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Seeing the Sea Unseen: Where Science and Art Intersect

April 18, 2012

Stunning microscopic images of aquatic life can be captured by a scanning electron microscope.

Surface of zebrafish skin Thumbprint-like microridges are present on the surface of individual skin cells of this newly hatched zebrafish. Openings for three goblet cells that produce mucus can also be seen between skin cells.

For the past three decades, Carla Stehr and other scientists operated the NWFSC’s Scanning Electron Microscope to photograph tiny creatures from Puget Sound, Washington and the waters off the Pacific Coast from Alaska to California. Although a small number of these images were published in books and journals, hundreds more were simply stored in a filing cabinet…until now.

The NWFSC worked with Carla, now retired, to bring the best SEM images to light with the publication of a new book and launch of a related website. This special collection, called “Sea Unseen”, features highly-magnified, awe-inspiring images of fish scales and sensory cells, diatoms and dinoflagellates, marine worms and octopus suckers, among other intricate structures and sea creatures that cannot be seen by the naked eye.

The SEM is a powerful technology that uses electrons to provide information about the surface structure of a sample, and can magnify images up to 300,000 times, much higher than can be achieved through a conventional light microscope. SEM images are also unique in their remarkable three-dimensional appearance and ability to show surface features of organisms or individual cells, which are easy for people to appreciate without specialized training. Many images are as stunning as they are informative, opening up an aquatic world that most people, other than scientists, don’t have the opportunity to see.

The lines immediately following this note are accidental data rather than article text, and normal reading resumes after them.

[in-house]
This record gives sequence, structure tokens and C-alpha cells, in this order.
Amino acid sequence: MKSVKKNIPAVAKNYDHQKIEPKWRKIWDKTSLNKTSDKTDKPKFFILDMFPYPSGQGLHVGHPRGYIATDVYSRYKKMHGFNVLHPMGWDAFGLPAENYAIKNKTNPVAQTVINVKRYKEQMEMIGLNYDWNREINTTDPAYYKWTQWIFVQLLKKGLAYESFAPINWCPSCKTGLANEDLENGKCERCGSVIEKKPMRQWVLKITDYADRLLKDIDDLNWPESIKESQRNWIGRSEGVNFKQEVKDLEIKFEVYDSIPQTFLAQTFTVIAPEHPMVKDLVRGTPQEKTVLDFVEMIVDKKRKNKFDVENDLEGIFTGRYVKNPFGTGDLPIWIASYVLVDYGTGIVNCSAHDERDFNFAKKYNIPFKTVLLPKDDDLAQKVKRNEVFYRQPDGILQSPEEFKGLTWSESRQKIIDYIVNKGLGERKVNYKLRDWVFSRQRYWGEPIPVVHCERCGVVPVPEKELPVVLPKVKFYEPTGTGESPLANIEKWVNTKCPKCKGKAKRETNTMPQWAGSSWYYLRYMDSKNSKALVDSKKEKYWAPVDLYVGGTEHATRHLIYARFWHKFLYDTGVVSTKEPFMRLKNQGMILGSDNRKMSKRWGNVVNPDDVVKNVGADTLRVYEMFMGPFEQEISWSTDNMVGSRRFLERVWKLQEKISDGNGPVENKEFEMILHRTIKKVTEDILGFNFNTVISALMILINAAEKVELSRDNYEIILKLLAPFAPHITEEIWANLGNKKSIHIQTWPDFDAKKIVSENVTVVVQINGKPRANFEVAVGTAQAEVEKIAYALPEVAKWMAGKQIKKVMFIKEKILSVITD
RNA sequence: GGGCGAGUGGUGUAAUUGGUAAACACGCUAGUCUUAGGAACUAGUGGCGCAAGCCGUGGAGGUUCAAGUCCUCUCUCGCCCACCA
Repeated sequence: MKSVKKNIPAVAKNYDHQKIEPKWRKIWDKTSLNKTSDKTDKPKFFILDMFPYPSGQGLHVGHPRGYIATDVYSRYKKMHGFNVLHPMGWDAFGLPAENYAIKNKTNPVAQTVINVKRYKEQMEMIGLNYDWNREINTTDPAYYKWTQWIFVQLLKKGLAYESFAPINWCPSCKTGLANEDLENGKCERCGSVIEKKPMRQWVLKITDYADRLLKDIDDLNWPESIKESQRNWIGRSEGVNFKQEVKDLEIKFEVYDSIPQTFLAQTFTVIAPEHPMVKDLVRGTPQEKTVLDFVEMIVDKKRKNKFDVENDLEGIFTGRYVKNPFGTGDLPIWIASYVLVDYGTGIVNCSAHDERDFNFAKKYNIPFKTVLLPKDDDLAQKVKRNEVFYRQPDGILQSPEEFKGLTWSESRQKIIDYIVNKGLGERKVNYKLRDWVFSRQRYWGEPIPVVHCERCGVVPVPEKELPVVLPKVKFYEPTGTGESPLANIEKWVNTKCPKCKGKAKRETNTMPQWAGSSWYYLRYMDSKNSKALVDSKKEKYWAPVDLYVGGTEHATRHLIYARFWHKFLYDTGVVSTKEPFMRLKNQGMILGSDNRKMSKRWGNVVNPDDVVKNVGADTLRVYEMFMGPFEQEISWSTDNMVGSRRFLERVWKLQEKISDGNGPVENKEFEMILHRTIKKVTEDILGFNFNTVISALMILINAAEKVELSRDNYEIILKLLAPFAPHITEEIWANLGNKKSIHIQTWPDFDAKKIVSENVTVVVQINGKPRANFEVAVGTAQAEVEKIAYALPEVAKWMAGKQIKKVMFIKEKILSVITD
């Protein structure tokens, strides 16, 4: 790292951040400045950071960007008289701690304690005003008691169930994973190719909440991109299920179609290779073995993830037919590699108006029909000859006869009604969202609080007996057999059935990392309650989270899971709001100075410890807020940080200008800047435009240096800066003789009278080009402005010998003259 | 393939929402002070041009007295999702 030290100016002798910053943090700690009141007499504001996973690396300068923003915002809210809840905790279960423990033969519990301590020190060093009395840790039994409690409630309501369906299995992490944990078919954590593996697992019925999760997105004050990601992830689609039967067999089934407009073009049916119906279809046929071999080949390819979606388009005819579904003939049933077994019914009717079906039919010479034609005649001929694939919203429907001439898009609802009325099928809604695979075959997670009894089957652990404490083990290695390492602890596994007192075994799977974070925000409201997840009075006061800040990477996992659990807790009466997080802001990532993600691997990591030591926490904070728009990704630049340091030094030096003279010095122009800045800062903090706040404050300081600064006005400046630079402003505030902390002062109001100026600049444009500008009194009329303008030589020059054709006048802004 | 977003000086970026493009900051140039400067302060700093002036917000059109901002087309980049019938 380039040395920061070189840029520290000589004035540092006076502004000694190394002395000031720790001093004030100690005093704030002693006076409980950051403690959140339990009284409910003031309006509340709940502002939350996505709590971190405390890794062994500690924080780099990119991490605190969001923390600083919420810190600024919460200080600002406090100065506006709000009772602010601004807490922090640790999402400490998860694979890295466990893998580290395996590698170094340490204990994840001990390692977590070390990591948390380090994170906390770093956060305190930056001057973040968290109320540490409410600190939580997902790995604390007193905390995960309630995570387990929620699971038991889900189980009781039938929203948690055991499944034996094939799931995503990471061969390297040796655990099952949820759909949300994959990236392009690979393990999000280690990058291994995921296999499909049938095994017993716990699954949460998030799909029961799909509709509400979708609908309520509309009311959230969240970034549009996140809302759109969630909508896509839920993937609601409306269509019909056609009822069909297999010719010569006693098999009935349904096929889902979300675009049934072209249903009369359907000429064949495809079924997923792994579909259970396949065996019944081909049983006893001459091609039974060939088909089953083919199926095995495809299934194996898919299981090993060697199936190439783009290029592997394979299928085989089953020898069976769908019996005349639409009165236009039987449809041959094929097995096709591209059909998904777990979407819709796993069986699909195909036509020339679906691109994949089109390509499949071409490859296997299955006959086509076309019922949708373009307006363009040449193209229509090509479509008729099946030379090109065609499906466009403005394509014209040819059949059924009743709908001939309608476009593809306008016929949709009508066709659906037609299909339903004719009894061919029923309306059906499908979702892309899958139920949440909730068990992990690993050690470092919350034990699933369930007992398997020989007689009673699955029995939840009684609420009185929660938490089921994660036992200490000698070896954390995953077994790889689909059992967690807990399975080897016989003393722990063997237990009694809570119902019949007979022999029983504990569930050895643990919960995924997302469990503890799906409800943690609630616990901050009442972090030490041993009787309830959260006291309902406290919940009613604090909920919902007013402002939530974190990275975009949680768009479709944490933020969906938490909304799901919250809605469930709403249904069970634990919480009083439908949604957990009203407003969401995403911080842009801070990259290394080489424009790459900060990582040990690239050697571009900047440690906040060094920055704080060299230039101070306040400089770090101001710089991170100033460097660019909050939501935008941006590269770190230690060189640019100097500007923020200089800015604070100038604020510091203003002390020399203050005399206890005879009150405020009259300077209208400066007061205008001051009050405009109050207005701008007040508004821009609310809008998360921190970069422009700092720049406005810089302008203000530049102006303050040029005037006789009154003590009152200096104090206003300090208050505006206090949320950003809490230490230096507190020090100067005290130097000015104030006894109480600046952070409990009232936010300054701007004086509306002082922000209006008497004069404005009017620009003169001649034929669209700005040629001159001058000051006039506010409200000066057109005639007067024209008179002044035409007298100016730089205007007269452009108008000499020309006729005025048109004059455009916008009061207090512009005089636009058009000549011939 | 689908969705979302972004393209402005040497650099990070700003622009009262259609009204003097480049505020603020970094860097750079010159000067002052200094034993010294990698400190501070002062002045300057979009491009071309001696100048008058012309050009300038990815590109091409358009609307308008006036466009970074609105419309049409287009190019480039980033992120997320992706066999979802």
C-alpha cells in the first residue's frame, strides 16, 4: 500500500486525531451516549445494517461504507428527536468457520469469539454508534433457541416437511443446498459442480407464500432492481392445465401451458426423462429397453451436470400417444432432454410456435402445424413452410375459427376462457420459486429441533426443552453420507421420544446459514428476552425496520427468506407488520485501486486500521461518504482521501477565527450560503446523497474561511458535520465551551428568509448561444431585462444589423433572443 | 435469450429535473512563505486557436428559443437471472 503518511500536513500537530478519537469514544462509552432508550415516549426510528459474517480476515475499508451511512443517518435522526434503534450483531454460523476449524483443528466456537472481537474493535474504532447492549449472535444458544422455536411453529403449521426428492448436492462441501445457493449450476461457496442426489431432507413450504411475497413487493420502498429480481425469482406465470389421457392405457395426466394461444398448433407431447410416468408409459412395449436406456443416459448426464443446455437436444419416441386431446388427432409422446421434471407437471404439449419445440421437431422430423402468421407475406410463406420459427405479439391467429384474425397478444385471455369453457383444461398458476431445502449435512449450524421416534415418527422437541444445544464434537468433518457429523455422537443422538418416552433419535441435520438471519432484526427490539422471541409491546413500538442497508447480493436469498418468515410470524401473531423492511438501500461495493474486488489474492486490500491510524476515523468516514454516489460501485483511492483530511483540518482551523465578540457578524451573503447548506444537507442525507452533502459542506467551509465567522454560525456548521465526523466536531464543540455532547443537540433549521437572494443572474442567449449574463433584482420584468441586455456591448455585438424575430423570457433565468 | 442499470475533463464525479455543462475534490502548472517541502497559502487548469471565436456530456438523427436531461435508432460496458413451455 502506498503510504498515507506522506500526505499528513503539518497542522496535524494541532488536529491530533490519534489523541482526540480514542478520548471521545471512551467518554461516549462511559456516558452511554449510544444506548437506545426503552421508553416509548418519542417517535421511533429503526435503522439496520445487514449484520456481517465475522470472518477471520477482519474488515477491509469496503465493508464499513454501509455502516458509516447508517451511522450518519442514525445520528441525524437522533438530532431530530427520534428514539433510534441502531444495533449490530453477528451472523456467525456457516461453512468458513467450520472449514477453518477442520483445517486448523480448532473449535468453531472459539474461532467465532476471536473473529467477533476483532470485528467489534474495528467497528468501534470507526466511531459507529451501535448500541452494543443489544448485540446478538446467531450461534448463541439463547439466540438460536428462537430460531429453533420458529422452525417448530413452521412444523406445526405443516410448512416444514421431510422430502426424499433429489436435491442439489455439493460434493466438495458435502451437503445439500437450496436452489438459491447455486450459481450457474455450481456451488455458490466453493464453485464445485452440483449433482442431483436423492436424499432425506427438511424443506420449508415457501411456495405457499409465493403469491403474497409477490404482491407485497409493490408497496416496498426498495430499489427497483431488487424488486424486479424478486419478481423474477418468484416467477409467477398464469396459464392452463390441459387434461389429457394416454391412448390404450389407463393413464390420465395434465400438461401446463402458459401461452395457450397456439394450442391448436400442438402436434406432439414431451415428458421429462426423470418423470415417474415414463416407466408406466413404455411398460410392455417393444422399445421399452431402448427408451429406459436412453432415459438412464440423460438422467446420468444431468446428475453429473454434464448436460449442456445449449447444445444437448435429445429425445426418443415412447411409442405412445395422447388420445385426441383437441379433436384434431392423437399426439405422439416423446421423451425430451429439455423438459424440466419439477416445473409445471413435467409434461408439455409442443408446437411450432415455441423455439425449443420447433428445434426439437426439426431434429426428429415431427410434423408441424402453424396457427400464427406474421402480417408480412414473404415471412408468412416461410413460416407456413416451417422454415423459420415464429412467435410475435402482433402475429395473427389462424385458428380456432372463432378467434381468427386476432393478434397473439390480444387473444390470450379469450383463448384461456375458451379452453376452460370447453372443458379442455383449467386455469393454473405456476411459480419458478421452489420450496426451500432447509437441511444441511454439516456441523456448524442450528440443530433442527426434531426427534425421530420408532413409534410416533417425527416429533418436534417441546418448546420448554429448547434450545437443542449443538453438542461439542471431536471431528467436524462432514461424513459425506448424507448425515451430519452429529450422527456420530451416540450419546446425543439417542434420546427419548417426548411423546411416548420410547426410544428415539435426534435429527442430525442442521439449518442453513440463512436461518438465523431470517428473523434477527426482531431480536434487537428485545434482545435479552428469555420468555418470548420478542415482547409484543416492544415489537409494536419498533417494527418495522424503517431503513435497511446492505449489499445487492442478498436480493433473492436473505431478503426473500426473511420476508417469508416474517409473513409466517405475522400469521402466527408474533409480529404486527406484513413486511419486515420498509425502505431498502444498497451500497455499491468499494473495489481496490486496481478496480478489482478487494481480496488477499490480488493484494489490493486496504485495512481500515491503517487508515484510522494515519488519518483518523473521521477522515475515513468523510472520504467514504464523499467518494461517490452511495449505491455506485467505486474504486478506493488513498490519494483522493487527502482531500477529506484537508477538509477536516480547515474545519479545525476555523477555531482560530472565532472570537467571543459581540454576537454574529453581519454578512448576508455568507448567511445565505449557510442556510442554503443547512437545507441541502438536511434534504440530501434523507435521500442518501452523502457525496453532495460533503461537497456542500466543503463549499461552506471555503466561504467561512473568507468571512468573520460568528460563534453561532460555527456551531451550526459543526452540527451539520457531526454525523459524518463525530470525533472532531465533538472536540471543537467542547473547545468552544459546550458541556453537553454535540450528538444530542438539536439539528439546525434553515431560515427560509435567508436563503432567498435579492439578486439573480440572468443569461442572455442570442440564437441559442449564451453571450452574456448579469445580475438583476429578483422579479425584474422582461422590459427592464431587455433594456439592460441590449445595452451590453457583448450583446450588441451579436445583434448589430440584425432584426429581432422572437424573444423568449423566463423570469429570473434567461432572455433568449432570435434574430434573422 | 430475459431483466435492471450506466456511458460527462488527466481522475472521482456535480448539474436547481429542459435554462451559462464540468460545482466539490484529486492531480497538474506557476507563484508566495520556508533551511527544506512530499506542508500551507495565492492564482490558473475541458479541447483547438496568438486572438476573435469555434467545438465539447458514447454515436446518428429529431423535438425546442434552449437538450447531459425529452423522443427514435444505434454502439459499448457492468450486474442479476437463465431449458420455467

Carla’s images have helped the NWFSC advance scientific knowledge of fish development, identify harmful algal blooms off the West Coast, and study the effects of contaminants on marine organisms. For example, SEM images of salmon olfactory cells helped scientists understand of how pollutants such as copper and other metals can disrupt a salmon’s ability to avoid predators, find food, or smell their way back to their natal streams. With the aid of SEM and other advanced tools, scientists are also able to identify toxic phytoplankton and ultimately give managers early warnings of harmful blooms to better protect shellfisheries and human health. Occasionally, the SEM captured a unique moment in the life cycle of an organism, such as a surf smelt just beginning to hatch or the instant a salmon egg was fertilized.

Last updated by Northwest Fisheries Science Center on December 26, 2023